Until 1772 Haakendorf was part of the Kingdom of Poland. The First Partition of Poland in 1772 resulted in the creation of a new province in 1773, called West Prussia, in which Haakendorf was located. Haakendorf was situated in the district (Kreis) of Elbing until the establishment of the Free City of Danzig in 1920. The village came under the control of Nazi Germany during World War II until February 1945, when it was occupied by Soviet forces and returned to Poland. Haakendorf (now Zawadka) is located in the administrative district of Gmina Nowy Dwór Gdański, within Nowy Dwór Gdański County, Pomeranian Voivodeship.
Mennonites did not move to Haakendorf until the last quarter of the 18th century. None are listed as living in Haakendorf in the 1776 Prussian Mennonite census. In the 1811 Elbing census there were three Mennonite families in Haakendorf und Robac with the following surnames: Dyck, Hamm (living in Haakendorf since 1780), and Neufeld. In 1820 the village had 79 inhabitants, of which only three were Mennonites.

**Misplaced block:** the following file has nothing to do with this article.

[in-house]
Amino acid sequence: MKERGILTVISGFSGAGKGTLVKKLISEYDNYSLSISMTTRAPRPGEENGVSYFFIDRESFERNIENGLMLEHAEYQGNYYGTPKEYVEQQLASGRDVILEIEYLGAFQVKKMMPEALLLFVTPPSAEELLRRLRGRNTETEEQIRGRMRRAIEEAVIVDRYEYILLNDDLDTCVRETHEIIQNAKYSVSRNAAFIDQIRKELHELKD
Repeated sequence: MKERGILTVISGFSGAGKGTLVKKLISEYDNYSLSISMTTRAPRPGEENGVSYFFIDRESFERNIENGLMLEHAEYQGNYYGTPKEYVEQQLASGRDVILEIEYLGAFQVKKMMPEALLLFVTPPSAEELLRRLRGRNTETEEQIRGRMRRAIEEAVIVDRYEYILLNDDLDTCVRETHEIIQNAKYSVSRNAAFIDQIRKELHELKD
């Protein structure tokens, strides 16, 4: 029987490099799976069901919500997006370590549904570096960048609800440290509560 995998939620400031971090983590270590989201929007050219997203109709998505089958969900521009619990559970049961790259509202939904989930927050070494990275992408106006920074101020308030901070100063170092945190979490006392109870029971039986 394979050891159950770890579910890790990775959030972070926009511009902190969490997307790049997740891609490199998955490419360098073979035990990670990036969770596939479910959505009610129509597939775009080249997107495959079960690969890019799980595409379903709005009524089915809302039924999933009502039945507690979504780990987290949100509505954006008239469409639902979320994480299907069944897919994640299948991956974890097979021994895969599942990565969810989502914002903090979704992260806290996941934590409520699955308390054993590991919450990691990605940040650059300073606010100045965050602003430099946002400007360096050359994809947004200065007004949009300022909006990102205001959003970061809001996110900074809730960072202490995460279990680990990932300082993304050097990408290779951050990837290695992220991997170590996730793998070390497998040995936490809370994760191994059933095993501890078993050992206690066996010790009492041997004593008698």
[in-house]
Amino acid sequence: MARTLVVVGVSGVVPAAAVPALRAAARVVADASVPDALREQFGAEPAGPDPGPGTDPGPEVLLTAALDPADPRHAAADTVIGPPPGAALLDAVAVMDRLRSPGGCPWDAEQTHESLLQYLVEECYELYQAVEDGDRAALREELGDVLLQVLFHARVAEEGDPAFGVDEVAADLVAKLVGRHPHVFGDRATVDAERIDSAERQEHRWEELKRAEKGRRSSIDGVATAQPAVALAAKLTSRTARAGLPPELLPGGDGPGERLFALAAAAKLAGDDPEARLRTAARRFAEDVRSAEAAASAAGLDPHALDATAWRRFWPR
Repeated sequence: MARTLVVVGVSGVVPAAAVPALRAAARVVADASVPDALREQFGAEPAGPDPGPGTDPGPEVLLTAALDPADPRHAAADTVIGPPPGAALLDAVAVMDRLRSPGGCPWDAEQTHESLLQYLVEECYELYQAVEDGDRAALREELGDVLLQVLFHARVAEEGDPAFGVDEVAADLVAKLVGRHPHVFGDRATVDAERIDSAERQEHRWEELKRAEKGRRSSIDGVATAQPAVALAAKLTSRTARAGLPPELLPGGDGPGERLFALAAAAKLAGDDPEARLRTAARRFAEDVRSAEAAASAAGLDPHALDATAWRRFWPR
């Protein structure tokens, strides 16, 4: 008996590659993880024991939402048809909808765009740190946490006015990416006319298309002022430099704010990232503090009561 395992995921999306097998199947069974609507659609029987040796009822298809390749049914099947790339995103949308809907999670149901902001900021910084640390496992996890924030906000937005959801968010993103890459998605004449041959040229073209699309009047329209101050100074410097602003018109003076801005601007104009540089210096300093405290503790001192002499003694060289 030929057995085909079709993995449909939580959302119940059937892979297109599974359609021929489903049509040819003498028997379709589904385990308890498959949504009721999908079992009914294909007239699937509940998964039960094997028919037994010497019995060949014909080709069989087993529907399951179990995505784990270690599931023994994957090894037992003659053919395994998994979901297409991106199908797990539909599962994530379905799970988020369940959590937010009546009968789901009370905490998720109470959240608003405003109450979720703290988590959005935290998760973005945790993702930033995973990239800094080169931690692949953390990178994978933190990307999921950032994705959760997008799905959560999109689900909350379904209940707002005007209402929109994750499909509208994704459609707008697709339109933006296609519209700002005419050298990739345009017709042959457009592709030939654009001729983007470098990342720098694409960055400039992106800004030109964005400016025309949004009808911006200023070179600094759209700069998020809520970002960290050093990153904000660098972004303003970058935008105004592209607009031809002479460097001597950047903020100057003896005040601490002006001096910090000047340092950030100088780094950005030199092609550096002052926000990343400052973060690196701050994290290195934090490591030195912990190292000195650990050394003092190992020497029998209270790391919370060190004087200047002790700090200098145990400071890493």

Mennonites who were residents of Haakendorf were members of the Elbing-Ellerwald Mennonite Church.
Wikipedia. "Zawadka, Pomeranian Voivodeship." Web. 25 November 2012. http://en.wikipedia.org/wiki/Zawadka,_Pomeranian_Voivodeship.
|Author(s)||Richard D Thiessen|
|Date Published||November 2012|
Cite This Article
Thiessen, Richard D. "Haakendorf (Pomeranian Voivodeship, Poland)." Global Anabaptist Mennonite Encyclopedia Online. November 2012. Web. 2 May 2016. http://gameo.org/index.php?title=Haakendorf_(Pomeranian_Voivodeship,_Poland)&oldid=81556.
Thiessen, Richard D. (November 2012). Haakendorf (Pomeranian Voivodeship, Poland). Global Anabaptist Mennonite Encyclopedia Online. Retrieved 2 May 2016, from http://gameo.org/index.php?title=Haakendorf_(Pomeranian_Voivodeship,_Poland)&oldid=81556.
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